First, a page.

The Day It Rained On My Parade

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Into each life some rain must fall – Henry Longfellow

I wonder if Longfellow was thinking of plein air sketching when he wrote that famous line.  Probably not.  But as spring came to Quebec City it came in couplets, a a day of sunshine followed by a cold, rainy day.  And I was poised with sketchbook, wanting to hit the streets to do some sketching.

And so it was when I woke to a ‘to do’ list that said, ‘go sketching’, but the day greeted me with cloudy skies and cool temps.  I’d made that appointment with myself and I wasn’t going to let a few clouds prevent it, no matter how ominous they looked.  And so I headed out, hopping a bus for the downtown area.

Though it was a bit cool, I was having a great sketching session as I sat on my Walk Stool, capturing one of the many interesting buildings within my habitat.  As the Urban Sketchers say…show the world one sketch at a time.  I’d gotten the sketch to the point of adding details when it started to rain.  In atypical fashion, I’d actually anticipated the need for an umbrella and I got it out, opened it, and decided that I should take the proverbial ‘location shot’ before I left for the day.

Aside from the fact that the umbrella was one of those small things that are too small to truly protect humans my size, I bumped against another problem; I didn’t have enough hands.  If evolution was so smart, we’d have three.  I only have two.

I needed to hold the sketchbook up so the photo would include both the sketch and the actual building and, of course, I needed to hold the camera.  I could put the umbrella down but then the sketch would get wet.  And so it was that I was trying to hold umbrella AND camera in one hand, the sketchbook in the other.

I had looked relaxed and confident while I was sketching.  Now I looked like some sort of contortionist.  Trying to hold camera and umbrella while looking through the viewfinder, while holding the sketchbook out in front of me was, well, trying.  And then there was the problem of having a free finger to push the button.  I gave up on trying to look through the camera.  I shot several quick photos, hoping that one of them actually included sketch and building.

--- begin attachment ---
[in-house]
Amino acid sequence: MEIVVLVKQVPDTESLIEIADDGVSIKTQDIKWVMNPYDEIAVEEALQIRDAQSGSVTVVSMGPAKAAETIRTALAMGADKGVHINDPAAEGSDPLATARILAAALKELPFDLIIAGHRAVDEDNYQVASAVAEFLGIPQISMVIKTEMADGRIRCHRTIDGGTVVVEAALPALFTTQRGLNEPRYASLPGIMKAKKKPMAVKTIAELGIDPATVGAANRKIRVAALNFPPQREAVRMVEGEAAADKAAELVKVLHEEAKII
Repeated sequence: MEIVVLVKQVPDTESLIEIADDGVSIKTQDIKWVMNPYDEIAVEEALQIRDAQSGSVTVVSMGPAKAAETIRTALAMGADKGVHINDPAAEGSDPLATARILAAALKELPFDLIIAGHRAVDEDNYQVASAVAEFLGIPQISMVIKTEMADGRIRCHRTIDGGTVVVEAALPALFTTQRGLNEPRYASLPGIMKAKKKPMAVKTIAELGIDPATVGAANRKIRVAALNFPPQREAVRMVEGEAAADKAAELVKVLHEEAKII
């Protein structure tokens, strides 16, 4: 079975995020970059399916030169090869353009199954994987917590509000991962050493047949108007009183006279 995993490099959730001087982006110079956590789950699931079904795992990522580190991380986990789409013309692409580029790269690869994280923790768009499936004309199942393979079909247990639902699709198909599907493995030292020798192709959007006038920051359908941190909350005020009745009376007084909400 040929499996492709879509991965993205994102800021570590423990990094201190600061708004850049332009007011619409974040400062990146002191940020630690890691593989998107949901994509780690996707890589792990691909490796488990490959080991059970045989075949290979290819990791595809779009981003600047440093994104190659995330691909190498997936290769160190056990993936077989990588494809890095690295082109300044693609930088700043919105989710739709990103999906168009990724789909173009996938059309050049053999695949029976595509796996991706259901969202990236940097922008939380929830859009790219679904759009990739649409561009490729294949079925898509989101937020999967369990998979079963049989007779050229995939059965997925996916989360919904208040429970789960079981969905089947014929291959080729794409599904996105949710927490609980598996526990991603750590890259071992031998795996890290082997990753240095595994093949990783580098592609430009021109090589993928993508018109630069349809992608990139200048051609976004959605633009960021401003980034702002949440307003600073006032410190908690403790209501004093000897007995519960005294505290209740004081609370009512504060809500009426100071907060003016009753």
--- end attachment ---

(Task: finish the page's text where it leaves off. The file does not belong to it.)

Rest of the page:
Somewhere along the line my oldsheimers caused me to forget this sketch and a couple weeks has gone by.  I ‘discovered’ it as I was flipping through my sketchbook and I decided it was overdue for completion.  This is the result.  Hope you like it.  Have you ever been caught in the rain while sketching?

Like all of my sketches, this one was done in a Stillman & Birn Alpha (10×7) sketchbook.  I used a Lamy Al-Star and Platinum Carbon Black ink to finish it.  I may have used the same pen when I started the sketch too but oldsheimers strikes again.  Color is Winsor & Newton Artist Watercolor.

What Makes A Sketching Day Fun For You?

Spring is still struggling to show its head here in Quebec.  It’s raining here today,  but yesterday was gorgeous.  Heck, we got all the way up to 68F!  So I grabbed my sketchbook and headed out to wander the back streets, looking for something new to sketch.  I went to an area I hadn’t been before.

It was a residential area, constructed during the early 20th Century.  Many of the buildings had a lot of peeling paint and some even had molding pieces missing or damaged.  But there were some gems too.

But I was drawn to a fairly small, simple house, mostly because of its bright colors and absolutely immaculate condition.  I think someone must dust the exterior regularly.  Obviously its residents cared about their home.

I set up across the street and started drawing it.  Here’s what my finished sketch looked like.  I hadn’t carried my painting gear with me so I added color at home, after dinner.  The sketch was done in my 10×7 Stillman & Birn Alpha sketchbook using a Lamy Al-Star and Platinum Carbon Black ink.   Here it is with color added.

One difference you’ll see between the finished drawing and the actual house is that the shade is pulled in the window on the right.  During my session, that shade went up and a little, round-faced old lady looked out at me.  I envisioned the dialog.  “Hey Clarence, there’s a guy out there staring at our house.  Looks like he’s making something in his lap.  Should I shoot him?”

Alas, there were no shots.  this is Canada, after all (grin).

 

 

A Sign Of Spring In Quebec

The Internet has affected our views of the world and for the past month or so I’ve ‘experienced’ spring in many locations on our fair planet as people talk about flowers popping out of the ground, birds chirping, etc.  In Quebec spring is a bit different.  It’s a time when temperatures fluctuate a lot.  One day we’ll be in shirt-sleeves and the next we’re back in our heavy coats.  Spring is when the snow melts, though, and we’re left with a bunch of brown, matted grass and no green on the trees.  When the trees finally flush, it seems they do it overnight and summer begins.